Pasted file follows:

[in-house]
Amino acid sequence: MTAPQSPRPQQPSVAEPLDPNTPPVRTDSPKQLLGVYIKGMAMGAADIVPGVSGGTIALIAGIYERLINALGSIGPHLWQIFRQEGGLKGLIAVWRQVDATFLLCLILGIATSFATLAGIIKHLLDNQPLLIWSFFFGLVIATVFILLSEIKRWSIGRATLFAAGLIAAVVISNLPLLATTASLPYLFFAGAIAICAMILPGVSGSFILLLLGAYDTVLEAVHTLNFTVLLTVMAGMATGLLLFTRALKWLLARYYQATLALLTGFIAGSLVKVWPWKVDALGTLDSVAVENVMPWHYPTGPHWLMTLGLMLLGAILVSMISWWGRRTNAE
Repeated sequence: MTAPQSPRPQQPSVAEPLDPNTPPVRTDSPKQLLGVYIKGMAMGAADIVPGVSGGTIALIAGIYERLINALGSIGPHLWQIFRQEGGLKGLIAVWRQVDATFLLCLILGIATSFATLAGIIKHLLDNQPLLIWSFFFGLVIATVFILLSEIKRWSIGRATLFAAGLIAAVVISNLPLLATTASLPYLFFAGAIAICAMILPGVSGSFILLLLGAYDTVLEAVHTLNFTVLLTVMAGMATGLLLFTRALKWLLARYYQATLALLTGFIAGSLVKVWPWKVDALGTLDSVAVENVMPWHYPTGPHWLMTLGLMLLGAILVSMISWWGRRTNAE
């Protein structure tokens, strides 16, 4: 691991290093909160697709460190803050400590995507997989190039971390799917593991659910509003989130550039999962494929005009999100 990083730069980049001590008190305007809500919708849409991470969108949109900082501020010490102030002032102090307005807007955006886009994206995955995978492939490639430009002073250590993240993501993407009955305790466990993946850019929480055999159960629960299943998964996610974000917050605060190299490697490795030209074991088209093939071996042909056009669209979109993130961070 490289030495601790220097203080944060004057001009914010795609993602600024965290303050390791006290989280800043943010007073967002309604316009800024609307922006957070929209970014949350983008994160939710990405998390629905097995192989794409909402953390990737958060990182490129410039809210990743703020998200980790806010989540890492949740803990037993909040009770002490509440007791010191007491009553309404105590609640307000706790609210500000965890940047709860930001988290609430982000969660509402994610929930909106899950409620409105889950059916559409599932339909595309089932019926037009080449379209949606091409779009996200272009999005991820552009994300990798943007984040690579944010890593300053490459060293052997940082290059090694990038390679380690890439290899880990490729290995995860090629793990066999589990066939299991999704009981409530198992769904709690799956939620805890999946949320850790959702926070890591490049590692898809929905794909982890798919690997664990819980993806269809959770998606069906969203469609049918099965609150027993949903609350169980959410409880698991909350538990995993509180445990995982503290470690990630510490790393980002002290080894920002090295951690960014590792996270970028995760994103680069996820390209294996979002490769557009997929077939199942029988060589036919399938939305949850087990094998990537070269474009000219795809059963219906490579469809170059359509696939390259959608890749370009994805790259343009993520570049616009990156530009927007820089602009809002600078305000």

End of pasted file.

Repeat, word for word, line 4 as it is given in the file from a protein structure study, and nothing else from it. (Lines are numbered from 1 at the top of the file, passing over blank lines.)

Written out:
């Protein structure tokens, strides 16, 4: 691991290093909160697709460190803050400590995507997989190039971390799917593991659910509003989130550039999962494929005009999100 990083730069980049001590008190305007809500919708849409991470969108949109900082501020010490102030002032102090307005807007955006886009994206995955995978492939490639430009002073250590993240993501993407009955305790466990993946850019929480055999159960629960299943998964996610974000917050605060190299490697490795030209074991088209093939071996042909056009669209979109993130961070 490289030495601790220097203080944060004057001009914010795609993602600024965290303050390791006290989280800043943010007073967002309604316009800024609307922006957070929209970014949350983008994160939710990405998390629905097995192989794409909402953390990737958060990182490129410039809210990743703020998200980790806010989540890492949740803990037993909040009770002490509440007791010191007491009553309404105590609640307000706790609210500000965890940047709860930001988290609430982000969660509402994610929930909106899950409620409105889950059916559409599932339909595309089932019926037009080449379209949606091409779009996200272009999005991820552009994300990798943007984040690579944010890593300053490459060293052997940082290059090694990038390679380690890439290899880990490729290995995860090629793990066999589990066939299991999704009981409530198992769904709690799956939620805890999946949320850790959702926070890591490049590692898809929905794909982890798919690997664990819980993806269809959770998606069906969203469609049918099965609150027993949903609350169980959410409880698991909350538990995993509180445990995982503290470690990630510490790393980002002290080894920002090295951690960014590792996270970028995760994103680069996820390209294996979002490769557009997929077939199942029988060589036919399938939305949850087990094998990537070269474009000219795809059963219906490579469809170059359509696939390259959608890749370009994805790259343009993520570049616009990156530009927007820089602009809002600078305000």